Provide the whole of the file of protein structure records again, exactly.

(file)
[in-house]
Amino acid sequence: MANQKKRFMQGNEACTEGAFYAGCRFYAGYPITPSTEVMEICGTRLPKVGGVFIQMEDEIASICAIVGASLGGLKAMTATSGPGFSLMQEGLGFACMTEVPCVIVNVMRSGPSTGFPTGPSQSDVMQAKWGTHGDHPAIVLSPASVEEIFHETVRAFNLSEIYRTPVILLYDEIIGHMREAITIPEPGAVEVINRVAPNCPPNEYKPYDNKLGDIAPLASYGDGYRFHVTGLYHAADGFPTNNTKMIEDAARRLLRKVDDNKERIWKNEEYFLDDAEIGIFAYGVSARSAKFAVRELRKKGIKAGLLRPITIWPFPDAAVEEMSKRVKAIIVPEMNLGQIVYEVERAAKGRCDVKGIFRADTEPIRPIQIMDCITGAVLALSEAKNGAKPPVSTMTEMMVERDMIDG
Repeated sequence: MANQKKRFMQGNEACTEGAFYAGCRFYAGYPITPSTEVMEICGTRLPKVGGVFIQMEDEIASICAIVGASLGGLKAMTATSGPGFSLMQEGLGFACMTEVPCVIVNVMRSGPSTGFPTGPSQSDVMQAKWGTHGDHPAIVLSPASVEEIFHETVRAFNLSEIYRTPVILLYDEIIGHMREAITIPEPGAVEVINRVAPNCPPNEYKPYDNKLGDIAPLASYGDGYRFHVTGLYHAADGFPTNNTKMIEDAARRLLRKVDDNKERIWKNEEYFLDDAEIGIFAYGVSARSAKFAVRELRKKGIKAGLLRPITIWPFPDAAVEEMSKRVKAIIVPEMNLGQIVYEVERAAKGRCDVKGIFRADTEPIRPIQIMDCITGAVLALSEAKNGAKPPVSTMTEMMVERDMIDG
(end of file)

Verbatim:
[in-house]
Amino acid sequence: MANQKKRFMQGNEACTEGAFYAGCRFYAGYPITPSTEVMEICGTRLPKVGGVFIQMEDEIASICAIVGASLGGLKAMTATSGPGFSLMQEGLGFACMTEVPCVIVNVMRSGPSTGFPTGPSQSDVMQAKWGTHGDHPAIVLSPASVEEIFHETVRAFNLSEIYRTPVILLYDEIIGHMREAITIPEPGAVEVINRVAPNCPPNEYKPYDNKLGDIAPLASYGDGYRFHVTGLYHAADGFPTNNTKMIEDAARRLLRKVDDNKERIWKNEEYFLDDAEIGIFAYGVSARSAKFAVRELRKKGIKAGLLRPITIWPFPDAAVEEMSKRVKAIIVPEMNLGQIVYEVERAAKGRCDVKGIFRADTEPIRPIQIMDCITGAVLALSEAKNGAKPPVSTMTEMMVERDMIDG
Repeated sequence: MANQKKRFMQGNEACTEGAFYAGCRFYAGYPITPSTEVMEICGTRLPKVGGVFIQMEDEIASICAIVGASLGGLKAMTATSGPGFSLMQEGLGFACMTEVPCVIVNVMRSGPSTGFPTGPSQSDVMQAKWGTHGDHPAIVLSPASVEEIFHETVRAFNLSEIYRTPVILLYDEIIGHMREAITIPEPGAVEVINRVAPNCPPNEYKPYDNKLGDIAPLASYGDGYRFHVTGLYHAADGFPTNNTKMIEDAARRLLRKVDDNKERIWKNEEYFLDDAEIGIFAYGVSARSAKFAVRELRKKGIKAGLLRPITIWPFPDAAVEEMSKRVKAIIVPEMNLGQIVYEVERAAKGRCDVKGIFRADTEPIRPIQIMDCITGAVLALSEAKNGAKPPVSTMTEMMVERDMIDG